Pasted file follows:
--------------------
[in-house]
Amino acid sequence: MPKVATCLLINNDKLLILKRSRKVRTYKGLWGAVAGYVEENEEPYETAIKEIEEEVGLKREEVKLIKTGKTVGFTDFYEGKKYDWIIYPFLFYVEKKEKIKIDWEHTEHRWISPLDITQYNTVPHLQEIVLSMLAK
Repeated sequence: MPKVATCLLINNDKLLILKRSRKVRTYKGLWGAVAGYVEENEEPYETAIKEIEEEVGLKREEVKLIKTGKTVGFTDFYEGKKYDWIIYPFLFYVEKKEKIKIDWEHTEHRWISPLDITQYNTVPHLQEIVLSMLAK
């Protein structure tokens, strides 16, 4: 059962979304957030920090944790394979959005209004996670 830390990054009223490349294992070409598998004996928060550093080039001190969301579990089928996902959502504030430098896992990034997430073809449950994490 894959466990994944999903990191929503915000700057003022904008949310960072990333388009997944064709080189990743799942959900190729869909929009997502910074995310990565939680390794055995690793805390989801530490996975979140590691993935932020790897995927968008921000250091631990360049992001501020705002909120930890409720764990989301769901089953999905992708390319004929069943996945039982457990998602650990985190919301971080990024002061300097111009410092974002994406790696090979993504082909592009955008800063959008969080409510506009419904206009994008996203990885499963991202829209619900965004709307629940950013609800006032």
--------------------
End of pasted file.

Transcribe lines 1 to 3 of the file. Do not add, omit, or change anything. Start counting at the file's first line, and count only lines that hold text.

[in-house]
Amino acid sequence: MPKVATCLLINNDKLLILKRSRKVRTYKGLWGAVAGYVEENEEPYETAIKEIEEEVGLKREEVKLIKTGKTVGFTDFYEGKKYDWIIYPFLFYVEKKEKIKIDWEHTEHRWISPLDITQYNTVPHLQEIVLSMLAK
Repeated sequence: MPKVATCLLINNDKLLILKRSRKVRTYKGLWGAVAGYVEENEEPYETAIKEIEEEVGLKREEVKLIKTGKTVGFTDFYEGKKYDWIIYPFLFYVEKKEKIKIDWEHTEHRWISPLDITQYNTVPHLQEIVLSMLAK